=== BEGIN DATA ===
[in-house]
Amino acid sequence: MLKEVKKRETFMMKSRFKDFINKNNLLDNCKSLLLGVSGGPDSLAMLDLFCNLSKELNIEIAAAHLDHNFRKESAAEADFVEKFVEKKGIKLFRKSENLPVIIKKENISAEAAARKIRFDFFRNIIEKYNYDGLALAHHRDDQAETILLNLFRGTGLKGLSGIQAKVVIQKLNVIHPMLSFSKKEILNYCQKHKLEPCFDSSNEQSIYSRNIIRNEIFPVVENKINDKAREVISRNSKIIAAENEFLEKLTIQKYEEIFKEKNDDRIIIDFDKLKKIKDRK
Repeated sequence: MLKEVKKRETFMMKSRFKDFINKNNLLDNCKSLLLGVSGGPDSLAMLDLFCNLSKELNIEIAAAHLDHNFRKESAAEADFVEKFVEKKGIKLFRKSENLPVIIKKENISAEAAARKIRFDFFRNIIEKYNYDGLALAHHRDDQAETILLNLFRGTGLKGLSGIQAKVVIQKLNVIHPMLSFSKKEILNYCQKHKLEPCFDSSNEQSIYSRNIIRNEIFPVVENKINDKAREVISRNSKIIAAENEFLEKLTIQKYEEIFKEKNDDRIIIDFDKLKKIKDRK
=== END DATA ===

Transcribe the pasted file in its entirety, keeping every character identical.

[in-house]
Amino acid sequence: MLKEVKKRETFMMKSRFKDFINKNNLLDNCKSLLLGVSGGPDSLAMLDLFCNLSKELNIEIAAAHLDHNFRKESAAEADFVEKFVEKKGIKLFRKSENLPVIIKKENISAEAAARKIRFDFFRNIIEKYNYDGLALAHHRDDQAETILLNLFRGTGLKGLSGIQAKVVIQKLNVIHPMLSFSKKEILNYCQKHKLEPCFDSSNEQSIYSRNIIRNEIFPVVENKINDKAREVISRNSKIIAAENEFLEKLTIQKYEEIFKEKNDDRIIIDFDKLKKIKDRK
Repeated sequence: MLKEVKKRETFMMKSRFKDFINKNNLLDNCKSLLLGVSGGPDSLAMLDLFCNLSKELNIEIAAAHLDHNFRKESAAEADFVEKFVEKKGIKLFRKSENLPVIIKKENISAEAAARKIRFDFFRNIIEKYNYDGLALAHHRDDQAETILLNLFRGTGLKGLSGIQAKVVIQKLNVIHPMLSFSKKEILNYCQKHKLEPCFDSSNEQSIYSRNIIRNEIFPVVENKINDKAREVISRNSKIIAAENEFLEKLTIQKYEEIFKEKNDDRIIIDFDKLKKIKDRK